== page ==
You may find it helpful to create your project schedule in a way that makes it easy for stakeholders to access and view it. For example, you may store all the files in a folder on the cloud, and then grant each stakeholder access.
9 project scheduling techniques
Here are nine techniques you can use to help you create efficient project schedules:
1. Critical path method
The purpose of the critical path method (CPM) is to help you determine both the longest and shortest possible time it’ll take to complete a project. The CPM contains three essential elements, which are:
The tasks required to complete the project
Which tasks depend on the completion of others
A time estimate for each activity
Determining the tasks that require completion before teams can take on other tasks can help you determine an order for all the project’s tasks and estimate a minimum and maximum completion time.
2. Program evaluation and review technique
The program evaluation and review technique (PERT) is similar to CPM in that they both create a task flow and an estimated timeline. Rather than a single possible timeline estimate like in CPM, PERT uses a weighted average duration. With PERT, you assign each activity a time estimate and factor in uncertainty. You can do this by:
Estimating how much time a task will take
Estimating the time in a best- and worst-case scenario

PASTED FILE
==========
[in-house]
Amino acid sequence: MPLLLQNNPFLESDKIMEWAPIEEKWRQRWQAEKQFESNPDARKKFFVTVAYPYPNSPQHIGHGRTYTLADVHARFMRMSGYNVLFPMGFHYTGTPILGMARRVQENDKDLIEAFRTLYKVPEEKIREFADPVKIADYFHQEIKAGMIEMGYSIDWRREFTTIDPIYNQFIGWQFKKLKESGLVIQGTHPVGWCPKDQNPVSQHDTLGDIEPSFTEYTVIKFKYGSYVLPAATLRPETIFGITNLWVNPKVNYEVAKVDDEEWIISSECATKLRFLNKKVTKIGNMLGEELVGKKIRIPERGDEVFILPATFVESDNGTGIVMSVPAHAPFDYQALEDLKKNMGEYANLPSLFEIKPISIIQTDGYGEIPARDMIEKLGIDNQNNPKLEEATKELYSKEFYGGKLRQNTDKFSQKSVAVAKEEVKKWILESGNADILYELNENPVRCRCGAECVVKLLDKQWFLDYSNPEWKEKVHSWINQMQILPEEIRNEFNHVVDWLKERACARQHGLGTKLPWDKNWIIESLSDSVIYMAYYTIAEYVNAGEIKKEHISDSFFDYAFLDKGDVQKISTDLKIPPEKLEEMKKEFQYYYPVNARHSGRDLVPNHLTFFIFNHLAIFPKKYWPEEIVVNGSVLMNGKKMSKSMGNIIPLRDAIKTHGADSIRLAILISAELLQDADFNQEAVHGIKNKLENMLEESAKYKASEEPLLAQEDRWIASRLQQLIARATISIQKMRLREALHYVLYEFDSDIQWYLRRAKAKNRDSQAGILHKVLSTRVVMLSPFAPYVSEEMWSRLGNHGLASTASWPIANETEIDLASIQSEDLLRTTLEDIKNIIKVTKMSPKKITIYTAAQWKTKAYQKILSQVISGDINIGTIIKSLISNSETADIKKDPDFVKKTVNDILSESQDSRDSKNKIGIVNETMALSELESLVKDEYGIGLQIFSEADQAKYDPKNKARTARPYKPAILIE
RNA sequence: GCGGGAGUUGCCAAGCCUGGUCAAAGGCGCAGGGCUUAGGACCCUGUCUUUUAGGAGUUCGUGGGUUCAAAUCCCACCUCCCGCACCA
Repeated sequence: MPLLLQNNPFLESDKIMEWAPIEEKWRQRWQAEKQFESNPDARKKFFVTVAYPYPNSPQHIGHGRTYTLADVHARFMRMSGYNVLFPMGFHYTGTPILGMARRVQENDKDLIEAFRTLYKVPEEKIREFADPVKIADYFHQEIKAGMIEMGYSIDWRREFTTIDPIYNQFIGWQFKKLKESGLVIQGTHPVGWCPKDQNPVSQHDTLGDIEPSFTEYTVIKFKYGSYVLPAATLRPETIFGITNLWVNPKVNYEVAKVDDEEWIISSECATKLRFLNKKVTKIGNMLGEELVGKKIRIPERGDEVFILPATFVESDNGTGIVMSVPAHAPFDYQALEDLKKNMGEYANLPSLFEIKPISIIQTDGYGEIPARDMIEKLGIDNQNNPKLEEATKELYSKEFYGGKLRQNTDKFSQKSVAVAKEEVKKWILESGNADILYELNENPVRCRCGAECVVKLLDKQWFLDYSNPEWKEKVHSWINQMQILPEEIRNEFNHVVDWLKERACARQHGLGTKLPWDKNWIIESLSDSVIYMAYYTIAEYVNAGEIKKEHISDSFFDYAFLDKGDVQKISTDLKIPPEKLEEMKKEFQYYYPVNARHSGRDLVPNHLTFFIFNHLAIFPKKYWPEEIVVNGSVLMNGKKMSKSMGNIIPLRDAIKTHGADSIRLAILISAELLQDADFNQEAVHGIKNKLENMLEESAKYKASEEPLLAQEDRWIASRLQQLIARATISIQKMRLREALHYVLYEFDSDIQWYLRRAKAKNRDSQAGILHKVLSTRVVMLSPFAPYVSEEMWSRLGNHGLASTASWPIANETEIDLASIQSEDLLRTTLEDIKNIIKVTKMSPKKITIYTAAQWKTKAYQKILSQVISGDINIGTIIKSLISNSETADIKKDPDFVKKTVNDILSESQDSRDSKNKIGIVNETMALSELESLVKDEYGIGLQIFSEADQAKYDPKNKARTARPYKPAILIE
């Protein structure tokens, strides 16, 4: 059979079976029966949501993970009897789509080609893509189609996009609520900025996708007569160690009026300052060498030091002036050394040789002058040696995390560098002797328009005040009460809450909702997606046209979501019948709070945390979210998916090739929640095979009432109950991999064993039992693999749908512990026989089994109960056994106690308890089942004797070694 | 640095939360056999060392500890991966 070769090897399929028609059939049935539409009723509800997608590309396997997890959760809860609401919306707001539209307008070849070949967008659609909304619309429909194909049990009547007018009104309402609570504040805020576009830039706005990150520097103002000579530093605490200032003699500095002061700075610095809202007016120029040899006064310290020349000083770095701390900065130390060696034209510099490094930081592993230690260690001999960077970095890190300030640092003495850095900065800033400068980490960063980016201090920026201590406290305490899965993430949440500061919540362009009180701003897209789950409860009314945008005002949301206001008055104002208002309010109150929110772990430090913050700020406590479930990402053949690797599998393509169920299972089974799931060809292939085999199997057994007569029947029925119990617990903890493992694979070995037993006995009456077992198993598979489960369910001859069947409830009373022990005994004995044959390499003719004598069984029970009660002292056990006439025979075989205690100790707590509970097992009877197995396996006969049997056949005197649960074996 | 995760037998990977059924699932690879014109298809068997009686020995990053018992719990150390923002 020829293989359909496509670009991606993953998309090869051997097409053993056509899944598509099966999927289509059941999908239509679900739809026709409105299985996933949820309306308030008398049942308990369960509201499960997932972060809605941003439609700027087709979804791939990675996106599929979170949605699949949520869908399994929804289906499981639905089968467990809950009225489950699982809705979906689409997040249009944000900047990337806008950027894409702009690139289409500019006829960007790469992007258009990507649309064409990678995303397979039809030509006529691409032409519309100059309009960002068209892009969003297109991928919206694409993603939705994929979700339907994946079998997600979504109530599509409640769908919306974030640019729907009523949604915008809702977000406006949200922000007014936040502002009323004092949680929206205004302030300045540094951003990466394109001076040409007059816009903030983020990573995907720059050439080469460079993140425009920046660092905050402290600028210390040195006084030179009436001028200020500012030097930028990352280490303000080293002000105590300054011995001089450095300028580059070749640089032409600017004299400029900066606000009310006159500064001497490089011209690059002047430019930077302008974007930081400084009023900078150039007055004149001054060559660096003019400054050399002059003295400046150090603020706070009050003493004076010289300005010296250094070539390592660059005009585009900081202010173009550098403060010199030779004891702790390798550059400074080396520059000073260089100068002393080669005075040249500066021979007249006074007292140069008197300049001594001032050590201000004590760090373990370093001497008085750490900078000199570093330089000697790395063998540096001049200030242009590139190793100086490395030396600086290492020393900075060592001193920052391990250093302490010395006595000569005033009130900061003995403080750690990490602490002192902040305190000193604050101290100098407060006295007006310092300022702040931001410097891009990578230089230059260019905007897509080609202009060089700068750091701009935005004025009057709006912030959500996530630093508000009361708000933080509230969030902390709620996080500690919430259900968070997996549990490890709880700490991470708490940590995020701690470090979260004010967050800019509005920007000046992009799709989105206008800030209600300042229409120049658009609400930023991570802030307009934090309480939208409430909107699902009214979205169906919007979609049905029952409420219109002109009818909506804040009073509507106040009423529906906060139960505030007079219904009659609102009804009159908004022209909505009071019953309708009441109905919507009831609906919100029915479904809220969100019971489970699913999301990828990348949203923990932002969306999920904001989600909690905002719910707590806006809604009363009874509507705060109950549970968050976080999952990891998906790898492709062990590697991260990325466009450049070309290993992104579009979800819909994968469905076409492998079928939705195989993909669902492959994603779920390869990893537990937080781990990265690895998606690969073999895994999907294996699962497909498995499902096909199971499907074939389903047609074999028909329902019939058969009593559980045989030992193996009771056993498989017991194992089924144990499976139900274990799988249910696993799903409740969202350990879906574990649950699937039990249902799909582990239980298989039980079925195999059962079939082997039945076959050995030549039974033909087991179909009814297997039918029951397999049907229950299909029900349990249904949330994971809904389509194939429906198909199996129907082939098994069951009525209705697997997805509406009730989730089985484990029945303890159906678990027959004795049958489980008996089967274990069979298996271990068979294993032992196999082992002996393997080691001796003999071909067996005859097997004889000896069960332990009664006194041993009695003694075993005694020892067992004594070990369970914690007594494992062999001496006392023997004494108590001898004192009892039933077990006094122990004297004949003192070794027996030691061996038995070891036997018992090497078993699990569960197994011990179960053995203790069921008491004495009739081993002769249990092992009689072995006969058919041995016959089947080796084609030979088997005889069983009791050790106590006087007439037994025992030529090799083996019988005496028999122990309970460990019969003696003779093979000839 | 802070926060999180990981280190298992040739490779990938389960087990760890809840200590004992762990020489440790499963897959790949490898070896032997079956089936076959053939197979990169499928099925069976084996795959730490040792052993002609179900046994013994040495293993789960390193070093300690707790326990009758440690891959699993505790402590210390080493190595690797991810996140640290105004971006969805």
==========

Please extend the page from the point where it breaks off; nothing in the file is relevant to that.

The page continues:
Averaging them together to determine the time estimate for the project
The PERT method also helps project managers generate a realistic estimate for their timelines. This method requires more initial work and information to establish but can provide you with more reliable timelines for your projects.
Fast-tracking is a technique that involves finding tasks you can perform simultaneously or with some overlap. This allows you to start some tasks earlier and reduce the time spent overall on the project. Project managers often choose this approach for projects that have already experienced delays or that have an urgent deadline.
Crashing is a technique that involves adding more resources to help you and your team finish a project faster. One common crashing method includes assigning more team members to a project, which reduces the amount of work required for each person. You can also have employees work longer hours and invest in overtime to help you meet a deadline quickly.
5. Gantt chart